Thursday, May 19, 2011

Arturo Fuente Anejo 50

5 1/4 x 50 "No. 50"

Tonight I am smoking a stick I have enjoyed on several occasions in the past, the Arturo Fuente Anejo. Tonight I am smoking the robusto sized Number 50. The story behind the Anejo is that a little over a decade ago a hurricane wiped out the crop for the Opus X wrappers. A few years later it resulted in a shortage, so Carlito used the extra Opus fillers, tweaked the blend, and wrapped it in a Connecticut Broadleaf maduro wrapper, aged five years, part of that in a Cognac barrel. It has a unique flavor profile, and an impressive lineage. The Anejo is not a regularly available line, released only a couple of times each year (I have read quarterly, and at father's day/Christmas, what is correct, I'm not positive). Regardless, they are something special, and are a cigar that some people have been known to age for years and years before smoking.

This particular example comes from the Winter 2010 release. I have had it for around 6 months now. This stick features a very dark, almost black wrapper with minimal veins, and a lot of tooth. The pack feels even, but very firm. The aroma from the foot has a very distinct combination of cinnamon and raisin, and is very sweet. The cold draw has a decent resistance (not quite firm though), and tastes of the same raisin/dried fruit, plus cinnamon sweetness, with just a touch of vanilla bean, and a hint of spice. Complex pre-light, let's hope it stays that way once burning. I have a feeling it will.

Lit at 8:07pm.

Once lit evenly, it has an even draw, with a good amount of cedar (not a huge surprise since these come wrapped in cedar), coffee sweetness, and a heavy hot pepper spice on the finish, which lingers for a good time. Smoke production is awesome. Great start.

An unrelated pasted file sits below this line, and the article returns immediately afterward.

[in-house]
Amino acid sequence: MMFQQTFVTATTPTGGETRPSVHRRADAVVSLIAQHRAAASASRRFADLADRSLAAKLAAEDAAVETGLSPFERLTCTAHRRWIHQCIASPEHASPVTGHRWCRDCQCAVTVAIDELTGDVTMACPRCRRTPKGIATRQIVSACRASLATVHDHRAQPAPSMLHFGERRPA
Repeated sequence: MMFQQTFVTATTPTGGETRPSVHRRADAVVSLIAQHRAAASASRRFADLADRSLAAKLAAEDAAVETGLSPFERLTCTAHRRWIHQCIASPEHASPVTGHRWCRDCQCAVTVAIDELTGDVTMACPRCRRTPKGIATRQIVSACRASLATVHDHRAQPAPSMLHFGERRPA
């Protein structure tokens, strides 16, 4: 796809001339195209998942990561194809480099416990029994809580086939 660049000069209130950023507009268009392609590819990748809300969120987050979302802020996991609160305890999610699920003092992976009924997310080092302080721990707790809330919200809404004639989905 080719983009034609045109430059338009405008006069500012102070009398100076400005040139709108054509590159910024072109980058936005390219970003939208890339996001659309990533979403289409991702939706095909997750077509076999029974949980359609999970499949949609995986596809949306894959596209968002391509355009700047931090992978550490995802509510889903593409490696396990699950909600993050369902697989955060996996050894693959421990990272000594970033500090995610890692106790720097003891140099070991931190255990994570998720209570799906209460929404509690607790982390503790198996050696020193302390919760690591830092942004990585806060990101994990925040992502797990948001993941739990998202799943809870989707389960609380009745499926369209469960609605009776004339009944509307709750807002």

Getting about an inch in, the ash is a bright white color, showing tons of little bubbles from the toothy wrapper, and holds very firmly. The burn line is razor sharp. The flavor profile consists of a burnt wood sweetness, a very oaky flavor, followed by a touch of black coffee bitterness, and a long spicy finish. Through the nose there is a meaty quality, black pepper and, well, roasted meat. The performance is flawless, and the flavors are great. So far, so very, very good.

Approaching the halfway mark, the sweetness has subsided a bit, while the dark, coffee flavor has become more prominent. The black pepper remains strong, especially through the nose. The strength has been medium, maybe medium-full at most, but the body is definitely up there. Just a rich, dark, heaviness to this cigar overall.

Closing in on the band point, the mouthfeel is downright syrupy. The smoke is chewy and rich. The flavor profile remains a combination of black coffee and peppery meat. The initial cinnamon flavor has also come back in a big way. The complexity of this flavor profile is really something special, and is, so far, one of the finest examples of a maduro wrapped cigar.

Ended at 9:45 for a total smoke time of one hour 38 minutes. This is a pretty typical length of time for a well built robusto in my experience. Through this time it performed nothing short of flawlessly. The burn line remained razor sharp, the draw was perfect, and the ash held for several inches before falling each time. The flavor profile is complex, and changes several times as it burns down.


  1. i bought a fiver of the 50s after christmas. they are incredible smokes.
    great review.

  2. Thanks for reading. The Anejos in general are some of my favorites, young, old, any age, and size. The 46 is probably my favorite, followed by the 77... but the new 60 is great as well. Kind of a slut for great Fuente cigars though, despite trying to be objective in my reviewing.